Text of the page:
Hugo Chavez has ordered a draconian restructuring of Venezuela’s intelligence agencies, bringing them under his personal control, increasing domestic spying powers, and levying prison sentences on citizens who decline to cooperate, the New York Times reports. One justice on Venezuela’s top court expressed outrage, calling it “a step toward the creation of a society of informers.”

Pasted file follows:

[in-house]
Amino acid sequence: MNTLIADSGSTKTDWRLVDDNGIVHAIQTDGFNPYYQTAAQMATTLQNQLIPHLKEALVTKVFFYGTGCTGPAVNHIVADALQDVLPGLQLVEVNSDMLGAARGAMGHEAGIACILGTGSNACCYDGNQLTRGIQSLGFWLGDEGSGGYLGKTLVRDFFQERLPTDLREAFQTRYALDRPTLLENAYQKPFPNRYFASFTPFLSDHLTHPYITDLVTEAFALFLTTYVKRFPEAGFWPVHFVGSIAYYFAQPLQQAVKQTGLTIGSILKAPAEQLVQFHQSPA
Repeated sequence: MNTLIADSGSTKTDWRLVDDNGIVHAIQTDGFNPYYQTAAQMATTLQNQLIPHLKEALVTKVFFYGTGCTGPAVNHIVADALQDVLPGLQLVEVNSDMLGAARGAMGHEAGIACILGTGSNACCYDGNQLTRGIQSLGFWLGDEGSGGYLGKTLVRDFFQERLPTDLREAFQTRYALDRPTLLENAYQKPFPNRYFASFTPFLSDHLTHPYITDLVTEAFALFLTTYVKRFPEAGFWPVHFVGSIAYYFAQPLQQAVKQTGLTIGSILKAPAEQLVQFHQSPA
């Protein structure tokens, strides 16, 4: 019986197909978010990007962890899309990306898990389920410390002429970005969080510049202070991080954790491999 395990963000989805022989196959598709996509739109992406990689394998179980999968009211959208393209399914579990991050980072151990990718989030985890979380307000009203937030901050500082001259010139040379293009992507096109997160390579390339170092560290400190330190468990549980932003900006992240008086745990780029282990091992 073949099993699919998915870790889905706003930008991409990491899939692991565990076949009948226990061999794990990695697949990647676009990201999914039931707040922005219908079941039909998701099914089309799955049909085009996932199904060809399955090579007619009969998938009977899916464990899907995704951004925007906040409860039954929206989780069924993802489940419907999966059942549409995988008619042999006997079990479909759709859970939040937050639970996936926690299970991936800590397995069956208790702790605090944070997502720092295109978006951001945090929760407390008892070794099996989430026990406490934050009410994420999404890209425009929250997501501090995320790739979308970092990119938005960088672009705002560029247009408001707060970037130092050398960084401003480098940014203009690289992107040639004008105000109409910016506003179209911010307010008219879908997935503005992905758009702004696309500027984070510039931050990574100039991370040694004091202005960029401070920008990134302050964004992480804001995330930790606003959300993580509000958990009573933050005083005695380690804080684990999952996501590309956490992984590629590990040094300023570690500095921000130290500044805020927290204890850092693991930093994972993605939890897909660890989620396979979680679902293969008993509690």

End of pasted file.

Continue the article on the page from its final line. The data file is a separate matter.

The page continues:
"This is purely Cuban-style policy,” said one legislator. “Our rulers want to impose old models upon us.” Chavez says critics are de facto supporters of President Bush and the Patriot Act. The latter is a particularly ironic boogeyman, since Chavez’s decree includes electronic spying provisions of the sort protected by the Patriot Act. The Times interprets the move as a Chavez effort to increase his control after constitutional changes to expand his powers were defeated in December.